… to approach the new together with others.
The human aspect of change is crucial. Change means letting go old roles, relationships, attitudes etc. Pycho-social processes support these changes. They also address old or emerging conflicts and tensions.

4. Learning processes:
… to ensure that new knowledge and skills can be practiced.
Learning processes in this narrow sense support the other processes by making sure that in due time new knowledge and skills that will be required in future are identified and adequate training is provided. Pilot trials can be helpful to practice the new knowledge and skills and to improve.

5. Information processes:
… to keep those affected informed at the right place and right time and to communicate transparently.
Information processes accompany the other processes. They help to raise awareness among the affected as well as a broader public about what is going on. To find the balance between too little and too much information is tricky!

6. Implementation processes:
… to really introduce and “live” the new.
Implementation processes are not only about insuring that what has been decided is put into practices at the end, but it is a continuous process of reinforcing objectives and plans by “quick win” changes. They show early in the process, that change is happening and that it brings along benefits. It is also about having management act as models for the new.

7. Change management processes:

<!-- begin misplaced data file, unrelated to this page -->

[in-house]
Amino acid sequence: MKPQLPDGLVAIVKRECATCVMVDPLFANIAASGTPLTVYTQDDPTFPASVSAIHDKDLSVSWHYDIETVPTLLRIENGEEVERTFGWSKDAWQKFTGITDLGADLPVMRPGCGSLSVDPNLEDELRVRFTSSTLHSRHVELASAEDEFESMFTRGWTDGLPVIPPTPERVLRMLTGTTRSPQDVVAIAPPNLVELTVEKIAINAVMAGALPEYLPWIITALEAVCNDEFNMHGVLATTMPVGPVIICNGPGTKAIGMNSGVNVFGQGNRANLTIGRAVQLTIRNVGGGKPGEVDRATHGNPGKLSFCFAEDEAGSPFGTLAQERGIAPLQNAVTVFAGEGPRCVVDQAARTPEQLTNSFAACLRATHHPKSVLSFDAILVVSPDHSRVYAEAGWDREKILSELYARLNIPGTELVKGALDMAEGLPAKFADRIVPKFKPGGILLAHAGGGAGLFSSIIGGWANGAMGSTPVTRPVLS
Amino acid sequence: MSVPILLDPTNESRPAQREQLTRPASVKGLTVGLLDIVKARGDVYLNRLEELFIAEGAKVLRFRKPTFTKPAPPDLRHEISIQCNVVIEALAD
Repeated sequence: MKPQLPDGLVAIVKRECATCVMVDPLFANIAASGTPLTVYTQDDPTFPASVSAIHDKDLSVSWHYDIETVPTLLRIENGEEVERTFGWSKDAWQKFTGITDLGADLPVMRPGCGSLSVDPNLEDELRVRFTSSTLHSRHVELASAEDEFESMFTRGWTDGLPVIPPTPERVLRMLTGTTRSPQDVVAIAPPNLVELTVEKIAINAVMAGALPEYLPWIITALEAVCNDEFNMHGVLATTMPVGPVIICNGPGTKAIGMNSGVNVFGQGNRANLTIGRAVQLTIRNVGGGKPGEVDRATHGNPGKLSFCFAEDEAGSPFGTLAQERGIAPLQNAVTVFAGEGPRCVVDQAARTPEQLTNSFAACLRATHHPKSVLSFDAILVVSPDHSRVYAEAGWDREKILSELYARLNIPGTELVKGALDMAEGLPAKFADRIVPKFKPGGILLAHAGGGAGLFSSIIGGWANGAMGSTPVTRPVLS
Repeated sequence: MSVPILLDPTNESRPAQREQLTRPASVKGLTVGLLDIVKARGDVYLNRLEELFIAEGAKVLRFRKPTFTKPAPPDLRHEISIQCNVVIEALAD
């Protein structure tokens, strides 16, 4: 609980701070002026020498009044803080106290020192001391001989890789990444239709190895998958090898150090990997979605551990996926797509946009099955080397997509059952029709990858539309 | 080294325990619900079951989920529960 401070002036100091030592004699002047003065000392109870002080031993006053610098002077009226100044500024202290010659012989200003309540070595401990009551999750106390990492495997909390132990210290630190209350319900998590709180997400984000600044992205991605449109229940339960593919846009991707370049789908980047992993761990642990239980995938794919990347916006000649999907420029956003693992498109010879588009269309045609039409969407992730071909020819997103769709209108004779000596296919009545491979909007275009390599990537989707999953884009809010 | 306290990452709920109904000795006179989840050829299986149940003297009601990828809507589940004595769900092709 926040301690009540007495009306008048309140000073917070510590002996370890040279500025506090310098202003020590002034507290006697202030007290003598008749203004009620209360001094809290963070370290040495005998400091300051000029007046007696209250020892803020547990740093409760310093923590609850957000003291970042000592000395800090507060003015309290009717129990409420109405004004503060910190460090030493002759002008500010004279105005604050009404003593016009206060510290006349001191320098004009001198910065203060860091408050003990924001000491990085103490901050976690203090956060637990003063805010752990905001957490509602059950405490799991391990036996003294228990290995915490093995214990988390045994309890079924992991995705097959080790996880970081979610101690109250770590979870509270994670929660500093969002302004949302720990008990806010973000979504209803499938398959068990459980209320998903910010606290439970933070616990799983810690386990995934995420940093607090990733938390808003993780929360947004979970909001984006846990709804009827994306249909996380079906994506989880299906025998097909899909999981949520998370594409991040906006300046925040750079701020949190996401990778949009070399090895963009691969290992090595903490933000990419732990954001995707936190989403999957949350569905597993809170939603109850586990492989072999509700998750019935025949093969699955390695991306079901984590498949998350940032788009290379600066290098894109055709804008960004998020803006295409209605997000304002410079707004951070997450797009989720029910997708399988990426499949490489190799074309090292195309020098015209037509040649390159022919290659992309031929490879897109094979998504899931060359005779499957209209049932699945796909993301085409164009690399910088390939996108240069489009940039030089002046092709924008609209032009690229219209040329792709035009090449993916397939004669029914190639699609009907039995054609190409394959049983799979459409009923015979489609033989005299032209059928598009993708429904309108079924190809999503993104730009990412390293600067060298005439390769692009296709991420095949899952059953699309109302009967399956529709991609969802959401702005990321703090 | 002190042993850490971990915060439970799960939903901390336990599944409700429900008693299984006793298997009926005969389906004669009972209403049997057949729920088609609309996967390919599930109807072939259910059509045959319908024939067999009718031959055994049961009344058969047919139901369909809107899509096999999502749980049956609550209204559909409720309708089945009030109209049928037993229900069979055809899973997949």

… to ensure that the change process is not getting completely out of hands and to assume responsibility for progress.
Change management processes represent the professional planning of the processes. This includes the provision of required resources, as well as ensuring the coordination and consistency of actions.
Key factor for a successful elaboration and implementation of a change process is the interaction of all these basic processes. This interaction can be compared to a knitting pattern for a pullover. Compared to the arrangement of different stiches in knitting, a change manager considers which basic process will be needed when in the undertaking, with which to start and on which to lay special effort when. Change does not always need to start with a diagnosis, but at some stage, you will probably need some information about the situation you are embarking from. Likewise the implementation process does not automatically have to be the last stage, in contrary it is advisable to plan for quick wins early in the process. There is no cooking recipe for change. It is up to a creative cook to decide based on the situation, when a spoon or a pinch of which basic process is needed. However, I find it very useful in my work, to keep all the seven basic processes as crucial ingredients for my cooking always in mind!